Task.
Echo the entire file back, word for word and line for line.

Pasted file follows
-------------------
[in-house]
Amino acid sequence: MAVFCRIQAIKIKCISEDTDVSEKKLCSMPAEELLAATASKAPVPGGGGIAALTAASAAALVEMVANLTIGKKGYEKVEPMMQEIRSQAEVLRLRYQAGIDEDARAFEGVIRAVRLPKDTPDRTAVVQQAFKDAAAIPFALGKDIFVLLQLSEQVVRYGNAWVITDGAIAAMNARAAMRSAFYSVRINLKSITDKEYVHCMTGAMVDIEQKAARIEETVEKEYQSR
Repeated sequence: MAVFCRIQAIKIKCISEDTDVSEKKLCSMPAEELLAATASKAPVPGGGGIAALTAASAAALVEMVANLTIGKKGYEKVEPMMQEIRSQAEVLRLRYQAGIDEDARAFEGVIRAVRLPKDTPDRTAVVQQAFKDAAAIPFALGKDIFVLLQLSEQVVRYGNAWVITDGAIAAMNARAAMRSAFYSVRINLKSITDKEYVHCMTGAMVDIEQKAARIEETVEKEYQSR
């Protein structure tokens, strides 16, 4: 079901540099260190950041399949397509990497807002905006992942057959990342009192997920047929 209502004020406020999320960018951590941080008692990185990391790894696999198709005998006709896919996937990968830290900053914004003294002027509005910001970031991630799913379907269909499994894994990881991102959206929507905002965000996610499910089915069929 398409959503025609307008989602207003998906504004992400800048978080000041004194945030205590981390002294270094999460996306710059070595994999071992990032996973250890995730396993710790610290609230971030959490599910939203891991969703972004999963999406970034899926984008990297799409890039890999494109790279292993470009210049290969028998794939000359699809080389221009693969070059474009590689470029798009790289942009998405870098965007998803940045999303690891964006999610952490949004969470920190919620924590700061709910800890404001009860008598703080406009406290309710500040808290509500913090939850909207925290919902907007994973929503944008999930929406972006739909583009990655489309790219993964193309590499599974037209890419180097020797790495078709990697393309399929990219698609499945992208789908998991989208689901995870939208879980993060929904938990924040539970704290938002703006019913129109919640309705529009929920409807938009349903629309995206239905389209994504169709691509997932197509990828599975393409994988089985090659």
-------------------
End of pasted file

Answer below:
[in-house]
Amino acid sequence: MAVFCRIQAIKIKCISEDTDVSEKKLCSMPAEELLAATASKAPVPGGGGIAALTAASAAALVEMVANLTIGKKGYEKVEPMMQEIRSQAEVLRLRYQAGIDEDARAFEGVIRAVRLPKDTPDRTAVVQQAFKDAAAIPFALGKDIFVLLQLSEQVVRYGNAWVITDGAIAAMNARAAMRSAFYSVRINLKSITDKEYVHCMTGAMVDIEQKAARIEETVEKEYQSR
Repeated sequence: MAVFCRIQAIKIKCISEDTDVSEKKLCSMPAEELLAATASKAPVPGGGGIAALTAASAAALVEMVANLTIGKKGYEKVEPMMQEIRSQAEVLRLRYQAGIDEDARAFEGVIRAVRLPKDTPDRTAVVQQAFKDAAAIPFALGKDIFVLLQLSEQVVRYGNAWVITDGAIAAMNARAAMRSAFYSVRINLKSITDKEYVHCMTGAMVDIEQKAARIEETVEKEYQSR
């Protein structure tokens, strides 16, 4: 079901540099260190950041399949397509990497807002905006992942057959990342009192997920047929 209502004020406020999320960018951590941080008692990185990391790894696999198709005998006709896919996937990968830290900053914004003294002027509005910001970031991630799913379907269909499994894994990881991102959206929507905002965000996610499910089915069929 398409959503025609307008989602207003998906504004992400800048978080000041004194945030205590981390002294270094999460996306710059070595994999071992990032996973250890995730396993710790610290609230971030959490599910939203891991969703972004999963999406970034899926984008990297799409890039890999494109790279292993470009210049290969028998794939000359699809080389221009693969070059474009590689470029798009790289942009998405870098965007998803940045999303690891964006999610952490949004969470920190919620924590700061709910800890404001009860008598703080406009406290309710500040808290509500913090939850909207925290919902907007994973929503944008999930929406972006739909583009990655489309790219993964193309590499599974037209890419180097020797790495078709990697393309399929990219698609499945992208789908998991989208689901995870939208879980993060929904938990924040539970704290938002703006019913129109919640309705529009929920409807938009349903629309995206239905389209994504169709691509997932197509990828599975393409994988089985090659």